By the 19th century, Pizza had established a household name all over Naples. Vendors would sell it on the streets. Also, all meals including breakfast, families would have a pizza. Friends and family would get together, and socialize while enjoying a drink and a slice of pizza. Also, more chefs would experiment with different toppings as pizza’s popularity skyrocketed.

The mega breakthrough

World War 2 and Italian migration contributed to the spread of pizza globally. Many Europeans, including Neapolitans were migrating to America to take up factory jobs. They introduced their culinary skills and recipes to towns they settled. Also, they began to sell pizza to non-Neapolitans and non-Italians. All over the neighbourhood where Italians settled, there were locals selling pizza.

Some Neapolitans who settled in places like New York and Chicago, would hawk pizza. The price would go for around two cents a slice. Soon, groceries and cafes started to hire the street vendors for in-house pizza jobs. Now, pizza would get to people from all walks of life visiting the stores or eateries.

Even so, Pizza didn’t get to reach a wider fan base until after World War 2. During the war, pizza became a favourite food to American soldiers. It was rich in calories and nutrients. When the war was over, the soldiers couldn’t forget Italian cuisine. Soon, Pizzeria bases popped up across different streets all around America.

When Franchise business began to take off post World War II, it gave way for restaurants to grow. Fast food joints popped up all over America, during the 1950s and 1960s.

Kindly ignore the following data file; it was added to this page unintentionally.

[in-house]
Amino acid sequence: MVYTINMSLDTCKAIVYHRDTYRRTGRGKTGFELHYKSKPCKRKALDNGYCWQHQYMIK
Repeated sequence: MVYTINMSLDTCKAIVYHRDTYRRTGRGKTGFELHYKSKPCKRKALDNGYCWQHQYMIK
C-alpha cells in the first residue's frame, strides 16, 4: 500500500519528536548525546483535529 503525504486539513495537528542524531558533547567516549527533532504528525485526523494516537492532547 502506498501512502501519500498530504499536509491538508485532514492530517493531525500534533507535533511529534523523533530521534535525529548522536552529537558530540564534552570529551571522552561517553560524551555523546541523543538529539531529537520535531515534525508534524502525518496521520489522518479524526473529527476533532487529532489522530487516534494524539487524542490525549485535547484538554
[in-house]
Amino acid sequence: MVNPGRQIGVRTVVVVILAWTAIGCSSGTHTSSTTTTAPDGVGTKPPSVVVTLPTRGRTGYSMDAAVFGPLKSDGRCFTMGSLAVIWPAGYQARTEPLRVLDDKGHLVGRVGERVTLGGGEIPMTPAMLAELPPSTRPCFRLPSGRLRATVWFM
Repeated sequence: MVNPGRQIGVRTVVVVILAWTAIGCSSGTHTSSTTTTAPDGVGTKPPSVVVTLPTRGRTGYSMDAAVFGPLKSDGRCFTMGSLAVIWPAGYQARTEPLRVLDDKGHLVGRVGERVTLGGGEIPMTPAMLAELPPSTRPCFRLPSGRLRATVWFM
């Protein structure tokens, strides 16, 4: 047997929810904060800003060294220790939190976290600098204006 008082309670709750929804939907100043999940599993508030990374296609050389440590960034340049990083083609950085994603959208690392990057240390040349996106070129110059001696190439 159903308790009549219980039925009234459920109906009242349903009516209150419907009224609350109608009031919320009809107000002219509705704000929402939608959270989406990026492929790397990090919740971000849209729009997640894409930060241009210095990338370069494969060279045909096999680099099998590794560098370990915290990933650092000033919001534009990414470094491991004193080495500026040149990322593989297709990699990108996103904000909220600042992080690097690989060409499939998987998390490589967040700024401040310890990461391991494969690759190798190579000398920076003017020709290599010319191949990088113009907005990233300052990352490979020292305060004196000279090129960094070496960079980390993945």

With the rise of fast food joints selling fried chicken and burgers, it paved the way for a pizza franchise. It was then that Franchises like Domino and Pizza Hut were born.

Final Thoughts

From being a street food to becoming a Queen’s favourite, pizza has had a rich past as its vibrant flavours. Now that you have an idea of how the pizza game has evolved, you think about more what's in your favourite pizza. Ponder on this thought - pizza is as old as the Egyptian pyramids. Our forefathers have survived harsh times on nutrient-rich pizza pie.

Shane Jones

Hey there! I'm Shane, the face and hands behind BakeSomeBread. My journey into the world of bread and pastries started over 10 years ago, and what began as a simple hobby quickly turned into an all-consuming passion. While I might not have formal qualifications or fancy titles, I've spent countless hours perfecting my recipes, experimenting with flavors, and, yes, learning from a few (or maybe more than a few) baking blunders along the way.

I've never been featured in glossy magazines, and I don't have any teaching stints to boast about, but what I do have is genuine love for baking and a drive to share that with all of you. Every recipe you find here is a result of my personal adventures in the kitchen—tried, tested, and baked with love.

Trust is a big deal for me. So, while I'm always up for a bit of baking fun, I'm serious when it comes to authenticity. Every bit of advice and every recipe on this site comes straight from my own experience. And hey, if I can help even one of you find joy in baking, then all those flour-covered days and nights have been worth it! Happy baking, folks! Oh, and come and say hi on Social Media too!